Immigration: why we should like it

The “we” in the title can refer to two groups: Americans and Catholics. Americans, particularly those of a more conservative bent, tend to view immigration with a hefty dose of skepticism. The thinking is that immigrants take our jobs, depress wages, increase unemployment, bloat the welfare rolls, and widen the gap between rich and poor. However, it’s hard to see how this skepticism can square with economics and statistics. As evidence…

#1 Top three myths about immigration

#2 The impact of immigration on jobs and income

#3 Why unskilled immigrants are good for the economy

To the “stealing our jobs” argument, it should also be noted that most immigrants to the U.S. are either very highly skilled or very low skilled (I believe I heard Ben Powell from video #1 make this argument but I can’t find it online). The U.S. native population, like most countries, has a bell-shaped skill distribution with relatively few people having either very low or very high skills and the vast majority of people in the middle of the bell curve. Therefore, when low- and highly-skilled immigrants come in, they only add to the already-small number of people at the tails. In other words, they don’t compete with the vast majority of people for jobs; they complement them.

I suppose the argument could be made that they still compete with the U.S. workers in the tails, and thus immigration should be prevented for the sake of those people. I’d respond that

  1. That is a fairly small number of harmed Americans to justify keeping out immigrants who on net provide a large benefit to the U.S. as a whole. Hopefully the U.S. government isn’t in the business of changing its laws to suit only a tiny minority of its populace. (Oh, wait…)
  2. Even if unskilled immigrants compete for jobs with low-skilled Americans, it seems the obvious remedy consistent with subsidiarity is to provide education and skills training to those low-skilled Americans, rather than to construct an elaborate bureaucratic system complete with long lines, countless documents, armed border agents, and super-duper high walls.
  3. Even if highly skilled immigrants compete for jobs with highly-skilled Americans, I find it hard to see the downside of having more smart people here. But admittedly I’m not at that end of the skill distribution anyway, so I’m sure a comboxer will set me straight…
Highly-skilled immigrant to Rome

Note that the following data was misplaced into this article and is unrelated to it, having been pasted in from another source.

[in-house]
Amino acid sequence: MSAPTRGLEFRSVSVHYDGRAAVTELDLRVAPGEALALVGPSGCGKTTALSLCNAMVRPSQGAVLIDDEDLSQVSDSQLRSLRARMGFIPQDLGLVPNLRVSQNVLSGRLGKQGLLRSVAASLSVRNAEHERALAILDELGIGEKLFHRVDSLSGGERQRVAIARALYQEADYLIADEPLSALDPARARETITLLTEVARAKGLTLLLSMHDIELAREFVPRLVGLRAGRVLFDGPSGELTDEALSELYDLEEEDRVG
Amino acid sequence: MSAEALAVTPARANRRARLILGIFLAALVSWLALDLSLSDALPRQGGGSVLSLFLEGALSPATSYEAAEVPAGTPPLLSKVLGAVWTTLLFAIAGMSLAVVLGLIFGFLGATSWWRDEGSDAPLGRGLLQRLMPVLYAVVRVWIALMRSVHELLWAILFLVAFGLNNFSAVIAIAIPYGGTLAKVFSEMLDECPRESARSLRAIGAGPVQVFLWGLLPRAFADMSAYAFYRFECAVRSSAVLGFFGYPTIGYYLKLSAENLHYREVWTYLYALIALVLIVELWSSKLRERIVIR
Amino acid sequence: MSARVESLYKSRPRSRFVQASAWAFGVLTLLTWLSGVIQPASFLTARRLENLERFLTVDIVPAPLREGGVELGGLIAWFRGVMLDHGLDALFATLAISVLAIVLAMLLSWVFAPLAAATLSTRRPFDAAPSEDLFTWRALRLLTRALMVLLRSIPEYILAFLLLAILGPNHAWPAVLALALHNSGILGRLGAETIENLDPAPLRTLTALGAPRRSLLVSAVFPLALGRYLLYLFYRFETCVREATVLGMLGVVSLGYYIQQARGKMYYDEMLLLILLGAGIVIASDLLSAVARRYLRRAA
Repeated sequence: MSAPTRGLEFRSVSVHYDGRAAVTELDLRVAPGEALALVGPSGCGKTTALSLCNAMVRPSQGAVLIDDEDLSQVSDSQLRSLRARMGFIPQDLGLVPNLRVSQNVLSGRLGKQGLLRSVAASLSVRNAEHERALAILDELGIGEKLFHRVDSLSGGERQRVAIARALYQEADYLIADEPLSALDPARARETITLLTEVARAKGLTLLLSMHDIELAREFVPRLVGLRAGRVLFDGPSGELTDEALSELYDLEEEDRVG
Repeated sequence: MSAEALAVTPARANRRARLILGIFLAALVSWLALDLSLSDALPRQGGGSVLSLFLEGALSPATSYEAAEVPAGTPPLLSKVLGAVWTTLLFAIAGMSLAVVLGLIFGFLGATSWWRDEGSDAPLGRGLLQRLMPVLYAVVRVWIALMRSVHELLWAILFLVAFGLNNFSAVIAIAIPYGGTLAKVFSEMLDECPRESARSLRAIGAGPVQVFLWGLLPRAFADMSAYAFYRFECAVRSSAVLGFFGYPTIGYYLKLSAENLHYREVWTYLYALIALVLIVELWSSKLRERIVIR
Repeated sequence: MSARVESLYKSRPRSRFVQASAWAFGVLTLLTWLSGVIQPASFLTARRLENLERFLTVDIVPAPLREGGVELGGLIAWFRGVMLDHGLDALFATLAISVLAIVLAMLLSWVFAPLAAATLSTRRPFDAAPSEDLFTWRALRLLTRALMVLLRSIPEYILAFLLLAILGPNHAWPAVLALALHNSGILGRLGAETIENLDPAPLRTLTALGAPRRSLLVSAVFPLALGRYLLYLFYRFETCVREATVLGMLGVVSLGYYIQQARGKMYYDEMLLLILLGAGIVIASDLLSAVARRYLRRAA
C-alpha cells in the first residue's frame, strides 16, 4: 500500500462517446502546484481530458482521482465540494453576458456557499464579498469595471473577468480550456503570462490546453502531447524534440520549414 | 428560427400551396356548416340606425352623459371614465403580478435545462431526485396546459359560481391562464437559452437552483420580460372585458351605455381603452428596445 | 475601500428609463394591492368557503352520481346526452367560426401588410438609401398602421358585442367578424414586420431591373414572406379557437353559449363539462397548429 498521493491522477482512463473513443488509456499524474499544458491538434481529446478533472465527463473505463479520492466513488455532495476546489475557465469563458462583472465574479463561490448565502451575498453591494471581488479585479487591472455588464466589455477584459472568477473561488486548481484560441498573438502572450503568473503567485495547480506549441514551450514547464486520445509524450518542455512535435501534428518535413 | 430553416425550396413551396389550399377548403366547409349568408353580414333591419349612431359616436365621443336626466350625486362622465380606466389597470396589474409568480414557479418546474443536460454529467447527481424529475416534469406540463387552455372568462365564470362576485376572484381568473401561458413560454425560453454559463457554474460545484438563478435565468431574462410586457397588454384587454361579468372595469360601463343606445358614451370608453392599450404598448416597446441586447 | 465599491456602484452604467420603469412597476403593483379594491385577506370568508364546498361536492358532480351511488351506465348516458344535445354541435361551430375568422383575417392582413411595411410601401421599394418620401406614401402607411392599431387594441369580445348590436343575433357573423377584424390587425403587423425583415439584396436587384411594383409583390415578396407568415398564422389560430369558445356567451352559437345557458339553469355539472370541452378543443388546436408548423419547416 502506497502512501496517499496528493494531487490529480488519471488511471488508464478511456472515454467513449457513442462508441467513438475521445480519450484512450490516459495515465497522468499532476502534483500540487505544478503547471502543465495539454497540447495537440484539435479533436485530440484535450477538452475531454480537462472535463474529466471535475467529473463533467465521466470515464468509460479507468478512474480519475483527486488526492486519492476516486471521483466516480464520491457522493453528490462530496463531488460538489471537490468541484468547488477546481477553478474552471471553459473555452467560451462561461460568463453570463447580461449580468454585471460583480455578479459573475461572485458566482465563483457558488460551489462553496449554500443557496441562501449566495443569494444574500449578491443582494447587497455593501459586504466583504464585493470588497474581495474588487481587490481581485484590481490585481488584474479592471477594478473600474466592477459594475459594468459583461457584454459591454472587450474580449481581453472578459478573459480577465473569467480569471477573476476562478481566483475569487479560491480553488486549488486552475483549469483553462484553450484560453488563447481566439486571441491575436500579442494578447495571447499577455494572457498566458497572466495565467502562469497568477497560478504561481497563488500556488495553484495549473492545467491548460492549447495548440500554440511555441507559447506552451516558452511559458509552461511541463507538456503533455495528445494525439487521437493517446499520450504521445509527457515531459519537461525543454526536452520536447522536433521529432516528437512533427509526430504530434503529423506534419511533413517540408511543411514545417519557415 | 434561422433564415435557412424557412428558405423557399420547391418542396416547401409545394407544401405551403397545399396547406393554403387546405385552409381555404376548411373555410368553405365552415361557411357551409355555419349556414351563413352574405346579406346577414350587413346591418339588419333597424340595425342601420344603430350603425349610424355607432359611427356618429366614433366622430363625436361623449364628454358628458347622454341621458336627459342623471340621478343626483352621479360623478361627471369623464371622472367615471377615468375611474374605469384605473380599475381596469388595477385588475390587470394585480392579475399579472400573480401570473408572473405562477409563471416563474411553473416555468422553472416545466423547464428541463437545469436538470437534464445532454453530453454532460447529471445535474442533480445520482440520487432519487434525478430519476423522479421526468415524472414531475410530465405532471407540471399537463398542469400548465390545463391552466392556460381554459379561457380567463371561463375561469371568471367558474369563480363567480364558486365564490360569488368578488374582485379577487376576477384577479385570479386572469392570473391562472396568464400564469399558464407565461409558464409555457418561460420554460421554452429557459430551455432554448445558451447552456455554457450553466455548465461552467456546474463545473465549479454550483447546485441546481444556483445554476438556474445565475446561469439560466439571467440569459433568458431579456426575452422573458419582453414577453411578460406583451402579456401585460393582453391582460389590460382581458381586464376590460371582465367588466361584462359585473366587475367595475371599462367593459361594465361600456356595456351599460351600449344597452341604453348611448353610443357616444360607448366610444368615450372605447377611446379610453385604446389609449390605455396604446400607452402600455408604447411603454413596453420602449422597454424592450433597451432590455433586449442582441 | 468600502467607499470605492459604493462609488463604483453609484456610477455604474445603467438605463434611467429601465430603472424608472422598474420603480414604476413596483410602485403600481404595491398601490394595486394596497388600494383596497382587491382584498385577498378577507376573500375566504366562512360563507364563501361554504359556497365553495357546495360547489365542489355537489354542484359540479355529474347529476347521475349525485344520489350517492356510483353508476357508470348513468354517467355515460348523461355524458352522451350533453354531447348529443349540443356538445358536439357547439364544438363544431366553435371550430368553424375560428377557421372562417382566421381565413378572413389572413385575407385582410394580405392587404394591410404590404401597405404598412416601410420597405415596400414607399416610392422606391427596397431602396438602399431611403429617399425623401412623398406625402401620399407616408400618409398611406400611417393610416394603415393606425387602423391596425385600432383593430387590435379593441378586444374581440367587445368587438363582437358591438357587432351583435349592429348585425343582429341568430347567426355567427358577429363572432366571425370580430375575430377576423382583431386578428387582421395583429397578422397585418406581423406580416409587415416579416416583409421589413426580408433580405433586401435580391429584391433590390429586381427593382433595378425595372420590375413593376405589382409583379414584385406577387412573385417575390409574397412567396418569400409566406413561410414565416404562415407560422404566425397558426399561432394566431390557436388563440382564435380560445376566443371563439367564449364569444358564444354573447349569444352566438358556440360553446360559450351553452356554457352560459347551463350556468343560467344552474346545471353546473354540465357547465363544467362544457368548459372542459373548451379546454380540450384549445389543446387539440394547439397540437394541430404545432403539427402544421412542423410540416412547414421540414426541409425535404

Highly-skilled Roman immigrant

Catholics should like immigration purely on humanitarian grounds. Actually, I may be preaching to the choir because the USCCB says “Nearly eighty percent of Catholic voters support earned citizenship.” Unfortunately, as with most polls of Catholics this one does not distinguish between those who self-identify as Catholic and those who, say, are weekly Mass goers. We know, for example, how most Catholics voted in the most recent presidential election. But I would hope the results would not differ much if the pollsters made such a distinction. Cardinal Dolan lent his support to legislative efforts to reform the immigration system.

Those who argue for the morality of keeping immigrants out usually go back to the welfare argument that was addressed in video #3 above; “Even if it’s a small number, some poor immigrants come here just to take advantage of our generous welfare benefits.” Wouldn’t it seem that the obvious remedy is to fix the broken, dependency-creating welfare system, rather than keep it in place but forcefully keep out most or all immigrants because we think that some of them will become welfare queens?

Others argue that immigration is immoral because most of it is done illegally, creating disrespect for U.S. law. I can think of lots of other laws that would seem to create this disrespect much more so than immigration laws, from the truly awful (Roe v. Wade, free contraception in public schools, legal protection of pornography, etc.) to the ridiculous (the TSA, no Big Gulps in Gotham, low-flow toilets, etc.). It would seem there are bigger elephants in the room.